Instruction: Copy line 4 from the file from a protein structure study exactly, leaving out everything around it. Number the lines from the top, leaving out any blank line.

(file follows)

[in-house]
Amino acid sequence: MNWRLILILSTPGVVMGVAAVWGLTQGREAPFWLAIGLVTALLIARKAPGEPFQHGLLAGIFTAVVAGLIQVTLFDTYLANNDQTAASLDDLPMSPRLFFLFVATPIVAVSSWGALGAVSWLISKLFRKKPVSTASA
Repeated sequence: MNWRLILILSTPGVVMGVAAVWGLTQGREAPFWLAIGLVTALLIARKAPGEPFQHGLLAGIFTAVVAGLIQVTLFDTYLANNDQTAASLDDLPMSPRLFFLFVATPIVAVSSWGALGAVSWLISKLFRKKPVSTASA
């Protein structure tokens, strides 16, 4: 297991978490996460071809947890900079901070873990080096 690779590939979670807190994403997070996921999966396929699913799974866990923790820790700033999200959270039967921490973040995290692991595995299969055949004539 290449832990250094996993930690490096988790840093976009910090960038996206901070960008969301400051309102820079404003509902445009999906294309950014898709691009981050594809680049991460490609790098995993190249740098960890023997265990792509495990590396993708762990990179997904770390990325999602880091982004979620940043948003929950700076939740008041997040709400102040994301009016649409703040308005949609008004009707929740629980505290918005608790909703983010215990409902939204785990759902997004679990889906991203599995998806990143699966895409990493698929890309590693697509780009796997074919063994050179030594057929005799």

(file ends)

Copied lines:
């Protein structure tokens, strides 16, 4: 297991978490996460071809947890900079901070873990080096 690779590939979670807190994403997070996921999966396929699913799974866990923790820790700033999200959270039967921490973040995290692991595995299969055949004539 290449832990250094996993930690490096988790840093976009910090960038996206901070960008969301400051309102820079404003509902445009999906294309950014898709691009981050594809680049991460490609790098995993190249740098960890023997265990792509495990590396993708762990990179997904770390990325999602880091982004979620940043948003929950700076939740008041997040709400102040994301009016649409703040308005949609008004009707929740629980505290918005608790909703983010215990409902939204785990759902997004679990889906991203599995998806990143699966895409990493698929890309590693697509780009796997074919063994050179030594057929005799």